The PROSPECT II and PROSPECT ABSORB studies were presented as Late-Breaking Clinical Trials during TCT Connect 2020

Study Summary


A large multi-center prospective study was designed to assess the ability of intravascular imaging to identify non-obstructive coronary plaque that may cause future adverse events. After successfully treating all flow-limiting lesions in patients with recent myocardial infarction, investigators performed NIRS+IVUS intravascular imaging of all three coronary arteries. Patients were then followed for any adverse events that may have been caused by previously identified untreated non-culprit lesions.


A sub-study embedded in the present study. Patients with angiographically, non-obstructive lesions with site-determined IVUS plaque burden were randomized to treatment with a bioresorbable scaffold versus medical therapy alone. These patients underwent repeat angiography and intravascular imaging at 25 months.

David Erlinge, MD, PhD
David Erlinge, MD, PhD Co-Primary Investigator
Lund University Hospital, Sweden
An important finding was that lesions responsible for most of the future cardiac events were caused by plaques not identified by angiography and pressure wires, the methods in widespread use today. Instead, lesions that were both lipid-rich and had high plaque burden as detected by NIRS+IVUS denoted those plaques that were at highest risk for future adverse outcomes,” said David Erlinge, MD, PhD, from Lund University, Sweden, and co-chairman of the study.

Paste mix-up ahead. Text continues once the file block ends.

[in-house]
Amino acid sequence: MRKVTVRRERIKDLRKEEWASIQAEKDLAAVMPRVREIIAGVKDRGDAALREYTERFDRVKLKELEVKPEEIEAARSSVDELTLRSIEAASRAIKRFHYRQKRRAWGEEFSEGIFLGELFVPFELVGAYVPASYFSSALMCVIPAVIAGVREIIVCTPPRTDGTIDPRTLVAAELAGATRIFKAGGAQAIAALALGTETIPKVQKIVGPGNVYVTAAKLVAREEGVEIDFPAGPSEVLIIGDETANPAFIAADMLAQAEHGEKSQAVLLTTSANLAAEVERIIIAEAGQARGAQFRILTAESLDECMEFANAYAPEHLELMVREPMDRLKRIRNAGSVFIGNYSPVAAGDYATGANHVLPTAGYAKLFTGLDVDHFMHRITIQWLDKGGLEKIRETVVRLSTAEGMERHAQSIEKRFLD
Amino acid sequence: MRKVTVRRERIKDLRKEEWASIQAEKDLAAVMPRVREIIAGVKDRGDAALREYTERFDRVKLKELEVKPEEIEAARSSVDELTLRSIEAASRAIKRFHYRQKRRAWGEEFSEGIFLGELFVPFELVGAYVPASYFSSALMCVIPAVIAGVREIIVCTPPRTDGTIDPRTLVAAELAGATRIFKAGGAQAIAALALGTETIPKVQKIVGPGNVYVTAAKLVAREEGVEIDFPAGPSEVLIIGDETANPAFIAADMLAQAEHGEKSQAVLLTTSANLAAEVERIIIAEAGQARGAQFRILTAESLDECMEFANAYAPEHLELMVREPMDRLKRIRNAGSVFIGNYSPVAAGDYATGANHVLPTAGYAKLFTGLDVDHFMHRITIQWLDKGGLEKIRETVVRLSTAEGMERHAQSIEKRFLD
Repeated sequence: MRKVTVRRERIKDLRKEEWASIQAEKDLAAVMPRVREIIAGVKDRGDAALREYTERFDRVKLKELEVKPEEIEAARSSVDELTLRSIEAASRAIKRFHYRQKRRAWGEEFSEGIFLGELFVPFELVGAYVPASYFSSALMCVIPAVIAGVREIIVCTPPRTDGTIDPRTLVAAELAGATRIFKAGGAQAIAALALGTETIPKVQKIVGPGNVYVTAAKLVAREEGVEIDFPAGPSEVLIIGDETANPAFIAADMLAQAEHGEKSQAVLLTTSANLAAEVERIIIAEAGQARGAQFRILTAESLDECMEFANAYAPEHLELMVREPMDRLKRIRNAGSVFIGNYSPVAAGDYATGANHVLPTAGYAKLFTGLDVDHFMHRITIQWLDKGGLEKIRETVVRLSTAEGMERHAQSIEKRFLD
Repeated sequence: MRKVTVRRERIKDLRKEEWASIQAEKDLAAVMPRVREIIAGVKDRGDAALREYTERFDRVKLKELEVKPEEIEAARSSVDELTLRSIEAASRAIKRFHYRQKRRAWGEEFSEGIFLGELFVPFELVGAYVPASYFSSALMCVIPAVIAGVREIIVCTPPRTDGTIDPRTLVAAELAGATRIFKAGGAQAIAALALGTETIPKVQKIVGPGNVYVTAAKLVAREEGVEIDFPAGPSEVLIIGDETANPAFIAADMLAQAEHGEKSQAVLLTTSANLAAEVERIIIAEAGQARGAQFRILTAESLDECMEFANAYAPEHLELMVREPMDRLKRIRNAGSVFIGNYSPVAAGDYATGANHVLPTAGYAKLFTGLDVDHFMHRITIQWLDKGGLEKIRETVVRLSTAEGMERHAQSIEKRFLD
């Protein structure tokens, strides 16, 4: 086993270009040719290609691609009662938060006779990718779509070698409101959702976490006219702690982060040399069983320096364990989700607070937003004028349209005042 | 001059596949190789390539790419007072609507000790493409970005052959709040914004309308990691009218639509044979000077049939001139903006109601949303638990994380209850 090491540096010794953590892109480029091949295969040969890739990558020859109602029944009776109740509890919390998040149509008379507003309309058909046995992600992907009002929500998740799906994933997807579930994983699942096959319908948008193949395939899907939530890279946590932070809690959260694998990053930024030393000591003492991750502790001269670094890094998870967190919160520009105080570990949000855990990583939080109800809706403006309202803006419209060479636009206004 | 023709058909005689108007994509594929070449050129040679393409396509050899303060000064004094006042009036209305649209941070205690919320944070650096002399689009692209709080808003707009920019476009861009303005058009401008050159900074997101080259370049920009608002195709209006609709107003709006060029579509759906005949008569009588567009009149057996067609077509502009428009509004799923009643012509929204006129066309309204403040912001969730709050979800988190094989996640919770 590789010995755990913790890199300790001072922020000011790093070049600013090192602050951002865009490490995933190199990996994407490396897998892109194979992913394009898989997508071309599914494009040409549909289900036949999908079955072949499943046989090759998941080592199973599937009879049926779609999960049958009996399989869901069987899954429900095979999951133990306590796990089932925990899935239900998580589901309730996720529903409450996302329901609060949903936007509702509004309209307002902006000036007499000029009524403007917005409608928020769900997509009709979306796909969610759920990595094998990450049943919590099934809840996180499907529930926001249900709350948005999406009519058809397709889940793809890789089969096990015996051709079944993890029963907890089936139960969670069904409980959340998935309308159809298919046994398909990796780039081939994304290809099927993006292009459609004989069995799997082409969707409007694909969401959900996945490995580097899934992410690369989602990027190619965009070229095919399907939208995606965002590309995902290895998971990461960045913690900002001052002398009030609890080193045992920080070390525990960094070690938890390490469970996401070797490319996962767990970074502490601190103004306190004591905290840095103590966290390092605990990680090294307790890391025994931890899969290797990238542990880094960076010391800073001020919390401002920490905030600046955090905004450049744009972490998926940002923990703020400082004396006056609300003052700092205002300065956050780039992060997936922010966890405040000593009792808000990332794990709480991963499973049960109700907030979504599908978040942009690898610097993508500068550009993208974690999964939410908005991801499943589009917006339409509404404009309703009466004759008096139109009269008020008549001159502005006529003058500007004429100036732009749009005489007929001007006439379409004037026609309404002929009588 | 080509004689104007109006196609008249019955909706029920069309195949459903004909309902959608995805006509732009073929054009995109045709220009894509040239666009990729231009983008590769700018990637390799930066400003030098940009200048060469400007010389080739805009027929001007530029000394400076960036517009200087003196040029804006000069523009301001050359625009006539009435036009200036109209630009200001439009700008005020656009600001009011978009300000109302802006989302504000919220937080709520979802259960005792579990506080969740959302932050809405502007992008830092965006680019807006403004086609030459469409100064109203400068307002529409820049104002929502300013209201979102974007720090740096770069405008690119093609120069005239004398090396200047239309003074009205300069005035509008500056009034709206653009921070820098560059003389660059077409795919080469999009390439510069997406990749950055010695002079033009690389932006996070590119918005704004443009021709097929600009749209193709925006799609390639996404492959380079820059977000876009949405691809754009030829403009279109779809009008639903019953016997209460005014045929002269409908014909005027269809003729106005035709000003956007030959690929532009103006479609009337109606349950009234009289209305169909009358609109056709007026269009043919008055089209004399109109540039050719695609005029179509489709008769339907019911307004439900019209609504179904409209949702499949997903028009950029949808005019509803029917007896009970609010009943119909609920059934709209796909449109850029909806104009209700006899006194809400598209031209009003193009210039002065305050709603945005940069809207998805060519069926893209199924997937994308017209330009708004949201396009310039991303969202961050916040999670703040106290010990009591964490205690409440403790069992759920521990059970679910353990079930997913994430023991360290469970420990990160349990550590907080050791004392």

Gregg W. Stone, MD
Gregg W. Stone, MD Co-Primary Investigator
Zena and Michael A. Wiener Cardiovascular Institute, Icahn School of Medicine at Mount Sinai Hospital in New York
This study, the first randomized trial of interventional treatment of non-flow-limiting vulnerable plaques, suggests that prophylactic plaque passivation with a scaffold or stent can safely convert an angiographically mild high-risk plaque into a more stable lesion. As these lesions are not being treated today, a large-scale trial is warranted to determine whether PCI of vulnerable plaques can improve clinical outcomes in these high-risk patients,” said Gregg W. Stone, MD, of the Zena and Michael A. Wiener Cardiovascular Institute, Icahn School of Medicine at Mount Sinai Hospital in New York, and co-chairman of PROSPECT II and PROSPECT ABSORB.



Learn More

The Makoto™ Intravascular Imaging System and its accompanying Dualpro™ IVUS + NIRS catheter, is an FDA-cleared imaging system indicated for the detection of plaque and patients at higher risk of MACE.

To request more information on how to obtain the Makoto™ system, or to see a demo, CLICK HERE

View the PROSPECT II Study as presented at TCT 2020

View TCT Presentation

View the PROSPECT ABSORB Substudy highlights and presentation at TCT 2020


View the PROSPECT ABSORB Substudy published in JACC


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